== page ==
We reported previously that cryopreservation can impair the immunosuppressive function of MSCs [14] and others have suggested a superior efficacy of fresh versus frozen MSCs for patient treatment [20]. Therefore we sought to determine the impact of the cryoprotectant DMSO on the metabolism and on the T-cell suppressive abilities of human MSCs. Pretreatment with DMSO decreased the T-cell suppressive capacity of MSCs in a dose-dependent manner (Fig. 3a). Likewise, DMSO pretreatment attenuated the ECAR and OCR of MSCs in monoculture (Additional file 1: Figure S3) and in PBMC coculture (Fig. 3b, c). Again, parallel monitoring of immunosuppression and ECAR or OCR of MSCs after DMSO pretreatment demonstrated a clear correlation (Fig. 3d, e), confirming the strong impact of DMSO on MSC functioning. These observations suggest that freezing MSCs with DMSO impairs MSC metabolism in a similar way. Previously frozen MSCs were therefore subjected to metabolic measurements directly after thawing and after equilibration times of 24–72 h. The ECAR and OCR of MSCs were low directly after thawing but recovered during equilibration (Additional file 1: Figure S4). In summary, DMSO impairs the immunomodulatory as well as metabolic activity of human MSCs. Moreover, the previously observed correlation between metabolism and T-cell suppressive capacities was confirmed for MSCs exposed to DMSO.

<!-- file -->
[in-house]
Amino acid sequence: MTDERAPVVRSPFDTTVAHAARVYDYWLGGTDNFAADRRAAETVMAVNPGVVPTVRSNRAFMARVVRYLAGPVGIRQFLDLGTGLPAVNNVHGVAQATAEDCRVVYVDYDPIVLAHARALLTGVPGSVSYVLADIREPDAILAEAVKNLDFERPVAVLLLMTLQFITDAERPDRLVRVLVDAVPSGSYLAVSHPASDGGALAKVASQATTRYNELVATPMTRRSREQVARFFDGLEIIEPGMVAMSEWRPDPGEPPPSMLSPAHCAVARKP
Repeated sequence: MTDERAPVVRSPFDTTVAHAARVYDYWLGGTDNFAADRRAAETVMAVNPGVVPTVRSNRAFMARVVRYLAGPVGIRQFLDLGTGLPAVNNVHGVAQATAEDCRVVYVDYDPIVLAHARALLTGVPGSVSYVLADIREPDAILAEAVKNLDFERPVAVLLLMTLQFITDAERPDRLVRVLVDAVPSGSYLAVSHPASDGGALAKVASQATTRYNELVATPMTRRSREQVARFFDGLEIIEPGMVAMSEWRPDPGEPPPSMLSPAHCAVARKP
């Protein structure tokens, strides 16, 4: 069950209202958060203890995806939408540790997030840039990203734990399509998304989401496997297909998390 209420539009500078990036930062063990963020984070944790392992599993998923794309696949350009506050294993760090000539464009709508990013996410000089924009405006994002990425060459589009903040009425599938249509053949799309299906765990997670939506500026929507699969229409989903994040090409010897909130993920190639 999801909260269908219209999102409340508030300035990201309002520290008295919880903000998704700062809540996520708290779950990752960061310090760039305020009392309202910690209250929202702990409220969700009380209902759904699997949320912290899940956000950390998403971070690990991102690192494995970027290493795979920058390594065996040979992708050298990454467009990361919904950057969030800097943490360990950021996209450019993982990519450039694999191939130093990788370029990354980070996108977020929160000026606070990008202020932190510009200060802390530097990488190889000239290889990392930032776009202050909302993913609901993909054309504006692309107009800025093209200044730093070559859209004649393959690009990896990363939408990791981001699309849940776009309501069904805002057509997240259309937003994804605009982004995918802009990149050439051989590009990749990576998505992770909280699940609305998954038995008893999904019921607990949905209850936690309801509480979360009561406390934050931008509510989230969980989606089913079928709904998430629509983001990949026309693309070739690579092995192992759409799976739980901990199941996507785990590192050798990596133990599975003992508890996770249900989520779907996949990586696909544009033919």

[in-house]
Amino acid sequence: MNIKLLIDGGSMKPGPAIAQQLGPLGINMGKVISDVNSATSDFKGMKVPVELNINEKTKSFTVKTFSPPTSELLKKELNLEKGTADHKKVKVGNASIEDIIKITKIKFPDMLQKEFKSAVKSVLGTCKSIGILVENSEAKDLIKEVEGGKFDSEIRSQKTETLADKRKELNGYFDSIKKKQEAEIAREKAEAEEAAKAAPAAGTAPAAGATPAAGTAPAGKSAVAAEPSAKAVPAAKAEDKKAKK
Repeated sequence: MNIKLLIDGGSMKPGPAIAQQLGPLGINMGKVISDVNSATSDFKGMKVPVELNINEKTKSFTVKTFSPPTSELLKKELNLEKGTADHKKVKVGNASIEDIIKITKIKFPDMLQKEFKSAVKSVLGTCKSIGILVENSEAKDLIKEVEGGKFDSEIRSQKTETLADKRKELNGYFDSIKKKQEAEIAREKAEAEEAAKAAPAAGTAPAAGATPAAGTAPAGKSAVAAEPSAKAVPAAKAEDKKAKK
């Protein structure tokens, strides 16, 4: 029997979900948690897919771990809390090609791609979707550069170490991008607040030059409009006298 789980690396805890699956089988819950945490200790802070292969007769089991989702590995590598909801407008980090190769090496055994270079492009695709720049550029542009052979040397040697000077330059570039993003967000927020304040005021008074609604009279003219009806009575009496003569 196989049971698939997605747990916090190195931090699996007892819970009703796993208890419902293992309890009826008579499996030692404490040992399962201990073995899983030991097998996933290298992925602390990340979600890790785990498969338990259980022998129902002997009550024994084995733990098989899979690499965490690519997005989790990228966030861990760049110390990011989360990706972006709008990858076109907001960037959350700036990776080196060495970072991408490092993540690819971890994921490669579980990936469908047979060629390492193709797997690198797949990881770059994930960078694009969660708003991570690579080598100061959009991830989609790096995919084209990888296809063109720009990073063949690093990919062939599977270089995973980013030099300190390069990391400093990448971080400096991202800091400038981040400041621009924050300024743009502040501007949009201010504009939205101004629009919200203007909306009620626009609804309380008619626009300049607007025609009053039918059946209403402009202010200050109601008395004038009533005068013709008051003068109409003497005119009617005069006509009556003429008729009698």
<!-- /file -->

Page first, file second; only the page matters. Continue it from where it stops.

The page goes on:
Fig. 3

Dimethyl sulfoxide impairs the T-cell suppressive capacity, glycolysis and cellular respiration of MSCs. MSCs of various batches were pretreated with 1 or 5% DMSO for 24 h, cocultured with PBMCs from different donors and subjected to T-cell proliferation assays. Metabolic measurements were performed simultaneously. a DMSO impairs MSC-mediated CD4+ T-cell inhibition in a dose-dependent manner (n ≥ 4). Data were normalized to untreated MSCs. DMSO diminishes b ECAR and c OCR of MSCs dose dependently (n ≥ 4). d ECAR and e OCR of DMSO-treated MSCs correlate with their suppressive capacity toward CD4+ T-cells (n = 13). DMSO dimethyl sulfoxide, ECAR extracellular acidification rate, OCR oxygen consumption rate, r Pearson’s r value. *p ≤ 0.05, **p ≤ 0.01, ***p ≤ 0.001

Valproic acid enhances the immunosuppressive and metabolic activity of human MSCs